Mammoth
  • |
  • Contact
  • |
CMD | Command Prompt, Inc. - PostgreSQL Solutions, Support & Hosting
  • |
  • |
  • |
  • |
  • |
WHERE bing = 't'
Posted Wednesday Jun 23rd, 2010 02:36pm
by Joshua Drake
| Permalink

Follow cmdpromptinc on Twitter


I was on #postgresql today and someone asked an interesting question: (edited for readability)
I'm trying to write a constraint for a table. The constraint should check for unique-ness of two columns, one string and one boolean. However I have special logic, I can have only one row with a given string and true attribute. I can have multiple rows with the same string but with false attribute. For example, I can have many {"abc",false}, but only one {"abc",true}.
Now why anyone would need this isn't important. This is a great example of PostgreSQL and flexibility. PostgreSQL has the ability to create partial indices. The solution I came up with is below:
create table foo(bar text, bing boolean);
create unique index baz_index on foobar(bar,bing) where bing = 't';
insert into foobar values('1','t');
insert into foobar values('2','t');
insert into foobar values('1','f');
insert into foobar values('1','f');
insert into foobar values('1','t');
ERROR:  duplicate key value violates unique constraint "baz_index"
Exactly as it should be. Excellent.

Categories: OpenSource, PostgreSQL, SQL

blog comments powered by Disqus
Entering 9 days of PostgreSQL Dimension
Posted Friday Jun 4th, 2010 01:09pm
by Joshua Drake
| Permalink

Follow cmdpromptinc on Twitter


On the 6th, I leave town, travelling again to an unknown land. A land of mystery, a land of great mobster movies and incredible picture opportunities. Of course, I speak of Chicago where I will be delivering a 5 day training on our illustrious database, PostgreSQL. After the 5 day training, I will be taking a short jaunt to South East Linux Fest where I will be speaking on PostgreSQL Performance. The PostgreSQL Performance talk has been getting increasingly popular. I attribute the popularity to a couple of things. One, I don't get mired in the academics of performance. It isn't about finding that final Gentoo inspired 2%. It is about solving the 90% problem. What are the meat and potatoes of PostgreSQL performance and provisioning? It seems especially popular with those who don't want to be a DBA but still want to be confident that their installation is doing a above average job of being configured. A lot of database people at this point are going, "Excuse me? Above Average? It must be exacting in its performance profile!". I say bosh. Give me a great performing database that is above average so I can actually be productive chasing squirrels through New York's central park over agonizing over that 2% any day. Here is a tip. If you want that extra 2% and you want it quickly, buy new hardware. Don't spend weeks of man hours trying to find it.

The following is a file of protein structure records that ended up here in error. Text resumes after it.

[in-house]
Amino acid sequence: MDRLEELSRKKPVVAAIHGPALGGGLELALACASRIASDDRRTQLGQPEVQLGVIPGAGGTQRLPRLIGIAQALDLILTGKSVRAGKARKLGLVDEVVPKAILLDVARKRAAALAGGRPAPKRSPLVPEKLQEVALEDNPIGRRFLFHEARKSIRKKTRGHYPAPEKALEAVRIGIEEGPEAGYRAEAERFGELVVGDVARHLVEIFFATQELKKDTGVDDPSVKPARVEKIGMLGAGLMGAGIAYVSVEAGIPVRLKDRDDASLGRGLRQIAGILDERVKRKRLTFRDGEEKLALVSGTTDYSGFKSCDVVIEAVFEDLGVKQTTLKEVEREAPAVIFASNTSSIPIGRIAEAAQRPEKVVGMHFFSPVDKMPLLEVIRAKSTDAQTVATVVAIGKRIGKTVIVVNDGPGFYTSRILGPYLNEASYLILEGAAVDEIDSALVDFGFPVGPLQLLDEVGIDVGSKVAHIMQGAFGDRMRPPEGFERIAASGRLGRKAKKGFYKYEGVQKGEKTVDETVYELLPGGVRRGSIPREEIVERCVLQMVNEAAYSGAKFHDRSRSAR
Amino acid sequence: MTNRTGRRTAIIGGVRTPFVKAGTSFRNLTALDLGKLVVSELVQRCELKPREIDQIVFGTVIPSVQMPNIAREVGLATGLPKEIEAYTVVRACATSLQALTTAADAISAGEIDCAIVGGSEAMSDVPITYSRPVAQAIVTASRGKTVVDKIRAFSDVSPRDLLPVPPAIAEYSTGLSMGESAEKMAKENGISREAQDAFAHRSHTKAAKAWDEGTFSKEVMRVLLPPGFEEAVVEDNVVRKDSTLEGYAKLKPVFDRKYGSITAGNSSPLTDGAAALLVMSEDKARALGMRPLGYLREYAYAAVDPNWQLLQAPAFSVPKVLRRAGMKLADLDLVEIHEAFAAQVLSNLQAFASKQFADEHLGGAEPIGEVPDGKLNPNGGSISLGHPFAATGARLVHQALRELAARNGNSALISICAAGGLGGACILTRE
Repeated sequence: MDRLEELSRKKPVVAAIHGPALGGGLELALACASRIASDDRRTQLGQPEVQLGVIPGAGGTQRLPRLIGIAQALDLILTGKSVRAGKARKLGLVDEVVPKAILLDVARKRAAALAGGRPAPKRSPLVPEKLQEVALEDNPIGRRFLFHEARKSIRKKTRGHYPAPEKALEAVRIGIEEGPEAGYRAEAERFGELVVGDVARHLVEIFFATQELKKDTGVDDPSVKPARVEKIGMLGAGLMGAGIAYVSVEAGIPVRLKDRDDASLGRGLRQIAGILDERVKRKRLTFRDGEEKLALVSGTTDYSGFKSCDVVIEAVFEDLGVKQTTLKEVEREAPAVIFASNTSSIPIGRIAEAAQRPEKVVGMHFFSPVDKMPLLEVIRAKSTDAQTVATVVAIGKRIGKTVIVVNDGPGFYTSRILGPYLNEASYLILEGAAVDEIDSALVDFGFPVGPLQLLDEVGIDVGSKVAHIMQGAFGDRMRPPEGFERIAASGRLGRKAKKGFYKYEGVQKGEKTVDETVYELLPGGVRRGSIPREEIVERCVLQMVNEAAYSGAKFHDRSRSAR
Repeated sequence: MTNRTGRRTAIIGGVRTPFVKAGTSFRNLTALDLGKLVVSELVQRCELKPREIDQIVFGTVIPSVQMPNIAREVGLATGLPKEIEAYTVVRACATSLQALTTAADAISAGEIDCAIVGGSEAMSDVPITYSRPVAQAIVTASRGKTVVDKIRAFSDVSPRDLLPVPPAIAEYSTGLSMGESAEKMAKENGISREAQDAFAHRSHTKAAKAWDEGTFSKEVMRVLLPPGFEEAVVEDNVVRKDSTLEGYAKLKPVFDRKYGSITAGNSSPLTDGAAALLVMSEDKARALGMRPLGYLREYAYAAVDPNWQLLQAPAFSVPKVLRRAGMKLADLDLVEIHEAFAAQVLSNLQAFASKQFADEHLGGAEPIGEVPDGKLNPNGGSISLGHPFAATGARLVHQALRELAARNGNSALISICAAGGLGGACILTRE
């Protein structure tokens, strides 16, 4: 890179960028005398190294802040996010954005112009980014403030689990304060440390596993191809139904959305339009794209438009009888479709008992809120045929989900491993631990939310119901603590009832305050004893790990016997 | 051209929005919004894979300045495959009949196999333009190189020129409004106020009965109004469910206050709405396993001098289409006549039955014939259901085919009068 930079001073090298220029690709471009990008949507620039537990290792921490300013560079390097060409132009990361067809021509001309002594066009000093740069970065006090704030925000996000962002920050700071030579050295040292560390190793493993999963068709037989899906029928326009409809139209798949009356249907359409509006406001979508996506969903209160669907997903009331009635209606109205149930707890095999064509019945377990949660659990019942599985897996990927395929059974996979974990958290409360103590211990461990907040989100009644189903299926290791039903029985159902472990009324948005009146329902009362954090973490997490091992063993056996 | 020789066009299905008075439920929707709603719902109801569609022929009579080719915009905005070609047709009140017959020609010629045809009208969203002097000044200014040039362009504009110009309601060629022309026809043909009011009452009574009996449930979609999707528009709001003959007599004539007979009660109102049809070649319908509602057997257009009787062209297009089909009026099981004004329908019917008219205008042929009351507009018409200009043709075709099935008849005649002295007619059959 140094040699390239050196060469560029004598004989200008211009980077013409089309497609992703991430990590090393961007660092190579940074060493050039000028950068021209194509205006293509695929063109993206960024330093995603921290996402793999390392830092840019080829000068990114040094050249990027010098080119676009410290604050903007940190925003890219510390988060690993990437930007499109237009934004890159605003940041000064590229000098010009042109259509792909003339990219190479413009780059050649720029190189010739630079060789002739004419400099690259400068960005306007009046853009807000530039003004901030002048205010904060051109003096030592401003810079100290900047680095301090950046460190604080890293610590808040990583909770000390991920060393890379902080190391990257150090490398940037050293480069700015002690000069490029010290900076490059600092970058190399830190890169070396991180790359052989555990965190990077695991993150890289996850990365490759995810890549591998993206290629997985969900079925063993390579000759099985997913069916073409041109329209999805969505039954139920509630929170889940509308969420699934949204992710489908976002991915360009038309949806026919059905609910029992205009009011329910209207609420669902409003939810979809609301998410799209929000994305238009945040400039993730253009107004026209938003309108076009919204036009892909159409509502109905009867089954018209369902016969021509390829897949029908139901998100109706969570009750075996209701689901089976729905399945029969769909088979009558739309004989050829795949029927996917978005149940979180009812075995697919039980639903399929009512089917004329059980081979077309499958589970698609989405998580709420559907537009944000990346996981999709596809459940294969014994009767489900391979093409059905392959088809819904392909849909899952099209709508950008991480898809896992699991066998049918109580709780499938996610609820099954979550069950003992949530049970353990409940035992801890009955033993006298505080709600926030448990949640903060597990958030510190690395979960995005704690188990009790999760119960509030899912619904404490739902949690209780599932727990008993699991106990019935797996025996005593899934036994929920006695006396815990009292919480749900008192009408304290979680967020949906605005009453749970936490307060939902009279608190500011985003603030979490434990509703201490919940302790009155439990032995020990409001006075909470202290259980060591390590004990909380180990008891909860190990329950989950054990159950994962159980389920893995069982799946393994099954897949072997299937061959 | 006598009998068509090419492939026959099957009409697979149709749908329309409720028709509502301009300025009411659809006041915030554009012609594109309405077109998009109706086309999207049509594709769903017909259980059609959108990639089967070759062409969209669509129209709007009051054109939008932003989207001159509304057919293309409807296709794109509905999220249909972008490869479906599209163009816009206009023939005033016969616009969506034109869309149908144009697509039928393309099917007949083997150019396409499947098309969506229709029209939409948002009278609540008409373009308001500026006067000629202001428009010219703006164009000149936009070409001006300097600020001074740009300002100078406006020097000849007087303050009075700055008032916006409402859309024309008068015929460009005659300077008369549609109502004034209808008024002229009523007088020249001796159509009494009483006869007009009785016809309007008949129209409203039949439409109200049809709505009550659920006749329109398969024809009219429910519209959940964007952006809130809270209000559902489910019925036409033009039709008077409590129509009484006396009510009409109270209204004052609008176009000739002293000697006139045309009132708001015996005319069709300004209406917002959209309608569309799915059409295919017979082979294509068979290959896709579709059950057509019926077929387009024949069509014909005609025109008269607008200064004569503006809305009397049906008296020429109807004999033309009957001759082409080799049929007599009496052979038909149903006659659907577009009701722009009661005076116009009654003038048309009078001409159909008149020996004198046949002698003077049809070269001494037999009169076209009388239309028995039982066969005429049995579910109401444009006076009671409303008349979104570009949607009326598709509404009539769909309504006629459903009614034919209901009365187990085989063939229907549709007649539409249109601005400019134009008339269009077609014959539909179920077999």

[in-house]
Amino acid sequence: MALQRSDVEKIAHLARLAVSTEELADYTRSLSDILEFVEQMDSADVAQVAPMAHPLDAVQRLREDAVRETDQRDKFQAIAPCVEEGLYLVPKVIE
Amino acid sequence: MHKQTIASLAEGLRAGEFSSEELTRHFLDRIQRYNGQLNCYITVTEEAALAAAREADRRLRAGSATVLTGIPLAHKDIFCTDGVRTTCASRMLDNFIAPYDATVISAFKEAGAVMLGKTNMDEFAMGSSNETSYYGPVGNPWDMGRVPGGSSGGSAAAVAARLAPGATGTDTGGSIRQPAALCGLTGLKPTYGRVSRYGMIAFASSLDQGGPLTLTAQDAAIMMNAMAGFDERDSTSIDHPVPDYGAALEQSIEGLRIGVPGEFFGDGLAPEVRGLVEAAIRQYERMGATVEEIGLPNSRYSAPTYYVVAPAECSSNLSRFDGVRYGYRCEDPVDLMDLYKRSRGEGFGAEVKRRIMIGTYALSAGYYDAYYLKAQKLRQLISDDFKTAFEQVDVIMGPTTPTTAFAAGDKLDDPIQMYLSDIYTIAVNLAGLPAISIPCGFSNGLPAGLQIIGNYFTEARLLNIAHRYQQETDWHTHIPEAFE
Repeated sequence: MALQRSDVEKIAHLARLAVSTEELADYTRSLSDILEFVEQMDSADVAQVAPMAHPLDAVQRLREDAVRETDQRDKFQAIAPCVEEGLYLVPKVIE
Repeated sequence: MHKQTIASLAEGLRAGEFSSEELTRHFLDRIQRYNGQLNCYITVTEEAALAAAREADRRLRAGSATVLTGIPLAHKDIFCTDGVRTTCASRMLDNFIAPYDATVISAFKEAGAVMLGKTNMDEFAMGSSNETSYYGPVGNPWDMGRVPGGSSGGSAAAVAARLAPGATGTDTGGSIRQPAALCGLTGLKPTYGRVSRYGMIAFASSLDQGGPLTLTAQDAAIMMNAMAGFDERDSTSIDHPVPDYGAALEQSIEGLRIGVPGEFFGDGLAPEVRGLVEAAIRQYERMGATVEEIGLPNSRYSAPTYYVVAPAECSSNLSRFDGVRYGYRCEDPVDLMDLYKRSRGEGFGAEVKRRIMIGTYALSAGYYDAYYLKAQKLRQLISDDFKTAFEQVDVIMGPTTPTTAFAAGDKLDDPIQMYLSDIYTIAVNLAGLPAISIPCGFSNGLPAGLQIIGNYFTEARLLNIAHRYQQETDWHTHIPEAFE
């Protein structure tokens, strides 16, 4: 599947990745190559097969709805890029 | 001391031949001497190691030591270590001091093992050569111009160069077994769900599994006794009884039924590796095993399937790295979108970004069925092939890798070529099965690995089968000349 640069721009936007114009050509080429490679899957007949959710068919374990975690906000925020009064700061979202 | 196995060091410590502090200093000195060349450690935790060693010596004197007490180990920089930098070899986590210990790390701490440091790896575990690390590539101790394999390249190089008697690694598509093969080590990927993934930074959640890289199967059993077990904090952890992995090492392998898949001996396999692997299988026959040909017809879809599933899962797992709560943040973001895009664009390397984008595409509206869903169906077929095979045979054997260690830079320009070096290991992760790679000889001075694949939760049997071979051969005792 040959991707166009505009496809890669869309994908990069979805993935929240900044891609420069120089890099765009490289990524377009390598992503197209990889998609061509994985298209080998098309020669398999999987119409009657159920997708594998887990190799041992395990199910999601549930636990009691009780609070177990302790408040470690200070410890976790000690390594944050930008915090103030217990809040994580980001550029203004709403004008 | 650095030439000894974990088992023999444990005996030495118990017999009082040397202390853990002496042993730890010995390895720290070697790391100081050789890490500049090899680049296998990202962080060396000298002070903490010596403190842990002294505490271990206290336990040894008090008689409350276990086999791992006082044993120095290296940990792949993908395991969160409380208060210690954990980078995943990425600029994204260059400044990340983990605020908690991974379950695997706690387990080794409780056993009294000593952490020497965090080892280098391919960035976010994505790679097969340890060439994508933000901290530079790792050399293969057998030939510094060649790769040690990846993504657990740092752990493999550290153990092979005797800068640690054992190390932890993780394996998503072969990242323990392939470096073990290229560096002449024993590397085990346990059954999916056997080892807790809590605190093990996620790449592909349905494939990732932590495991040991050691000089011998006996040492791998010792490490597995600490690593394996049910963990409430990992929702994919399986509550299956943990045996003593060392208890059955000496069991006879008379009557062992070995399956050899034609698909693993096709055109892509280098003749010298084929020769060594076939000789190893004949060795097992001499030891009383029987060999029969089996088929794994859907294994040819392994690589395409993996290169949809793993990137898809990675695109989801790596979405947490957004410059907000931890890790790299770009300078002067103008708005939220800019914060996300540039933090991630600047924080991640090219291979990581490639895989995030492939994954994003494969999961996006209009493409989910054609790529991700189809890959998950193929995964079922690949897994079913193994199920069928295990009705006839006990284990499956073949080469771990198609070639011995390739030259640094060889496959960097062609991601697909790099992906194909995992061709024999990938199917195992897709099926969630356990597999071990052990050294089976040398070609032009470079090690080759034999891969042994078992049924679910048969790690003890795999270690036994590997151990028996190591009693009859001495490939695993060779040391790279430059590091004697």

Categories: Business, OpenSource, PostgreSQL, SQL

blog comments powered by Disqus

Copyright © 2000-2014 Command Prompt, Inc. All Rights Reserved. All trademarks property of their respective owners.